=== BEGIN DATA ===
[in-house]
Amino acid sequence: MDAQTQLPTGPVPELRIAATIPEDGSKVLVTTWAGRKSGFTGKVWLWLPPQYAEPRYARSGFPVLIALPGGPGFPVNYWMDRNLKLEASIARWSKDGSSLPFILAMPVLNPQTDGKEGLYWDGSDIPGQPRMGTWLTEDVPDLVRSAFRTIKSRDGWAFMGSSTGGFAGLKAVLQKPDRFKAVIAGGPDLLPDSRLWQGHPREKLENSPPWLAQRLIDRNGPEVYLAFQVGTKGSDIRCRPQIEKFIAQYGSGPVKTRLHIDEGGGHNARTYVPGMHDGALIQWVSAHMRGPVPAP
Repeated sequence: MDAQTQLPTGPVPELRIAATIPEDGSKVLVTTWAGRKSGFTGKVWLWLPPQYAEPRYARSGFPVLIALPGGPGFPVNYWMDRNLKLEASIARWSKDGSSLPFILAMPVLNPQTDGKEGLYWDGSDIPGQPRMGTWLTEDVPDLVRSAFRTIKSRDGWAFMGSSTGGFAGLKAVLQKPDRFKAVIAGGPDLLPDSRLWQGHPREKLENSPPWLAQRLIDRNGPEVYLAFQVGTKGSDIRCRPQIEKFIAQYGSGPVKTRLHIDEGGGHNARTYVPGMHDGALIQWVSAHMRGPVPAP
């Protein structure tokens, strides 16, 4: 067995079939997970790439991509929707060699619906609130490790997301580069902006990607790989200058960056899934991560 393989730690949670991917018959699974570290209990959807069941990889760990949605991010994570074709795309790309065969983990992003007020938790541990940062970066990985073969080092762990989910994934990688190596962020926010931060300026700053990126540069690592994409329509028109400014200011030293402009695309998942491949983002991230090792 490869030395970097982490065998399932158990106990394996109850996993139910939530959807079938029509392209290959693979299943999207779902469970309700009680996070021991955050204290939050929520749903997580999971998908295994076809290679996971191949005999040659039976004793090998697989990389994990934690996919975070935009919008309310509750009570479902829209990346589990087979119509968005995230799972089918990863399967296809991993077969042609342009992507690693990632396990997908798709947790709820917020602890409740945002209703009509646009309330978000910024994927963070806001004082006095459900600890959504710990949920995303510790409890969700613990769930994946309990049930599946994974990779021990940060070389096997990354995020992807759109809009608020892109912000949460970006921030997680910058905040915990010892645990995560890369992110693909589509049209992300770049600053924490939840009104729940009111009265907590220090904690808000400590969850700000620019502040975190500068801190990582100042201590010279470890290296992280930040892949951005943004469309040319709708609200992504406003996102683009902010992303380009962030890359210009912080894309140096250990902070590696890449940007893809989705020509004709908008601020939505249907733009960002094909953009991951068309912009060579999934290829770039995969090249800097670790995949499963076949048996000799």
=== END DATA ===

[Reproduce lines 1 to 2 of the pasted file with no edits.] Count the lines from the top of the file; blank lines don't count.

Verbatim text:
[in-house]
Amino acid sequence: MDAQTQLPTGPVPELRIAATIPEDGSKVLVTTWAGRKSGFTGKVWLWLPPQYAEPRYARSGFPVLIALPGGPGFPVNYWMDRNLKLEASIARWSKDGSSLPFILAMPVLNPQTDGKEGLYWDGSDIPGQPRMGTWLTEDVPDLVRSAFRTIKSRDGWAFMGSSTGGFAGLKAVLQKPDRFKAVIAGGPDLLPDSRLWQGHPREKLENSPPWLAQRLIDRNGPEVYLAFQVGTKGSDIRCRPQIEKFIAQYGSGPVKTRLHIDEGGGHNARTYVPGMHDGALIQWVSAHMRGPVPAP